Today was Go Daddy's first annual TechFest, which brought together all of Go Daddy's IT staff from around the nation for a conference. It was a chance to meet the people you might have only ever dealt with via email, IM, or phone. It was held at F1 Race Factory, which we bought out for the whole day. Events took place in its set of meeting rooms as well as a massive air-conditioned tent set up in the parking lot.
The main suite of presentations dealt with the company as a whole: Bob Parsons' candid (and hilarious) biographical sketch and reminiscences of the early days from employees that had been there 5, 9, and 10 years. It is simply astounding how far the company's come from those salad days—it's grown significantly in just the three years I've been there. For the first couple years of its existence, all the employees of Go Daddy worked in a house out in Cave Creek. The old-timers regaled us with tales of servers in the laundry room and concrete pillars erected in front of the garage for insurance reasons so that an errant car wouldn't take out the entire development staff!
I gave a presentation on unit testing and test-driven development to approximately 37 people. (I say "approximately" because that was the attendance figure I had going into the presentation but I didn't actually do a count during.) It was a version of the one I'd given in March to an internal team but all gussied up. By popular request (of those who didn't attend the talk), here's the slide deck. I can put it up because it's entirely meaningless without me flapping my gums up there for an hour.
The set up surrounding the presentation was one disaster after another. I couldn't find my VPN card so I couldn't do a demo using a live connection. Then I made a screencast version of the demo, but the software I used for Windows could only export to a SWF. That meant that I had to open it up in a browser and use the context menu controls of the Flash plugin to navigate the video. My room was designed for 20-25 and didn't have a built-in projector system, which further limited the available seating. I overcame each of these obstacles in turn because I allowed plenty of time to sweat out the details. I can't emphasize enough the need to really explore your presentation environment before your talk; if I had relied on the previous night's once-over, I would've chewed through valuable talk time fretting little hurdles as they arose.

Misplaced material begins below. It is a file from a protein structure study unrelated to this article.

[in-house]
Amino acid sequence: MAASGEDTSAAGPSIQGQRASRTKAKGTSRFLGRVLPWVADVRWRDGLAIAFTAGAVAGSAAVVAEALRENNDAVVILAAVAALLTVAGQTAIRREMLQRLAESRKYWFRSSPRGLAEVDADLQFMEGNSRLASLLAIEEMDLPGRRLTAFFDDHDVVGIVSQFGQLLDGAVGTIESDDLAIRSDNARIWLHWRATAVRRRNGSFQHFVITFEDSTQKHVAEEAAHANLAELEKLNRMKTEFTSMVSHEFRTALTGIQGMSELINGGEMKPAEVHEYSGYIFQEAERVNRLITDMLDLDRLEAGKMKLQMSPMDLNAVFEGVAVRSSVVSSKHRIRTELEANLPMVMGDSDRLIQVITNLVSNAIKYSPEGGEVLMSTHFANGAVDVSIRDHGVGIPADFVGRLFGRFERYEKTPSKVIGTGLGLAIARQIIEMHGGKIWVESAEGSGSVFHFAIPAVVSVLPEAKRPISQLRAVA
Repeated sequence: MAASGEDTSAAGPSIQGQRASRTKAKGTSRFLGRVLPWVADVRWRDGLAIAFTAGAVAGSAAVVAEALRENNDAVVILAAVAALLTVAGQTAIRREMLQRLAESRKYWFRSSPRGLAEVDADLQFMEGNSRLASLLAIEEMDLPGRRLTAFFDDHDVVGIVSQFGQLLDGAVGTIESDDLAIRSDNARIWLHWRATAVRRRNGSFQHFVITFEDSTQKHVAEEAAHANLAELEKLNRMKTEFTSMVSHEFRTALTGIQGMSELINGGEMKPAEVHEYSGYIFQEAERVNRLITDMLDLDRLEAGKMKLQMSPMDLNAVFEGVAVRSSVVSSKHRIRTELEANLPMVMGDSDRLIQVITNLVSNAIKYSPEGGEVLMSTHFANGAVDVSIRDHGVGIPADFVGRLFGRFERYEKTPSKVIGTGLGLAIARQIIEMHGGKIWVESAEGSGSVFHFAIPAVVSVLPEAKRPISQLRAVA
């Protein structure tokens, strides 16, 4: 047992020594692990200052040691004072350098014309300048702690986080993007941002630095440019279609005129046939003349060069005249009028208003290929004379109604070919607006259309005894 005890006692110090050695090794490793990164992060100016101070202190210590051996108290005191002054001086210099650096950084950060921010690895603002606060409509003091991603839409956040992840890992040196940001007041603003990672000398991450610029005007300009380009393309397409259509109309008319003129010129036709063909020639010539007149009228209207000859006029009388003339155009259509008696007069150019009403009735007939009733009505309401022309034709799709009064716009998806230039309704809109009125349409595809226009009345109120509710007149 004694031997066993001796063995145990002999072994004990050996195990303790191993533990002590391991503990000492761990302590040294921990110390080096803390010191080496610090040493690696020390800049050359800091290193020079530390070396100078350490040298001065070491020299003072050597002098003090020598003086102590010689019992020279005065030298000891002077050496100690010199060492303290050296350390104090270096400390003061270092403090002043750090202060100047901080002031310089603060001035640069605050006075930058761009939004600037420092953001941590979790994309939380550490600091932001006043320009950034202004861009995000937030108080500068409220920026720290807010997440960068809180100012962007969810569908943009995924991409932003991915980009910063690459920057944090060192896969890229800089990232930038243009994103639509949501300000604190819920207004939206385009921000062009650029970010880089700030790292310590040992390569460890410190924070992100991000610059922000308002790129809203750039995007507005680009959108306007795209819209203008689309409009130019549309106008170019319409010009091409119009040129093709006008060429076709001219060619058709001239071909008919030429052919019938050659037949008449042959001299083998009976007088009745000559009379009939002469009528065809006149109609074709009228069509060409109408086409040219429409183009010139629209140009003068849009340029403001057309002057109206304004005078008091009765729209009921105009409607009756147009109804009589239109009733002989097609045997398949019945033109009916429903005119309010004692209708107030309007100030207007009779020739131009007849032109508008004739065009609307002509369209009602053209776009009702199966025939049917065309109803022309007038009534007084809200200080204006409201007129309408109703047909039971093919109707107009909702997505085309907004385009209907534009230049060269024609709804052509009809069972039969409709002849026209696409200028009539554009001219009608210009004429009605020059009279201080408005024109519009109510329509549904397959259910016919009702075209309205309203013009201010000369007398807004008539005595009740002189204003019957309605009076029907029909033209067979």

I think the presentation went swimmingly! My boss came in for moral support but left rather quickly when he realized that I had it well under control. I was joking, I was animated, I was lively. I'm really happy with my decision to use rather spartan slides: it prevented me from just reading off them, eliminated reading ahead, and kept the audience guessing as to the images' significance. Further, the audience asked technical, methodological, and insightful questions during the Q&A. That told me that they were engaged with the material, which is exactly what a presenter dreams of. And quite a few stayed 15-20 minutes past my allotted time to go into more detail!
The event closed with Merlin Mann's presentation of Inbox Zero, which was amazing, and then the traditional overdoing of the prizes. I've been doing Inbox Zero for years but I found myself rapt due to his easygoing and quietly-hilarious style. It was worthwhile just to watch his presentation style; I think he made a big impact on the Go Daddy crowd.
Next year's can't come soon enough!
[The views expressed on this website/weblog are mine alone and do not necessarily reflect the views of Go Daddy Software, Inc.]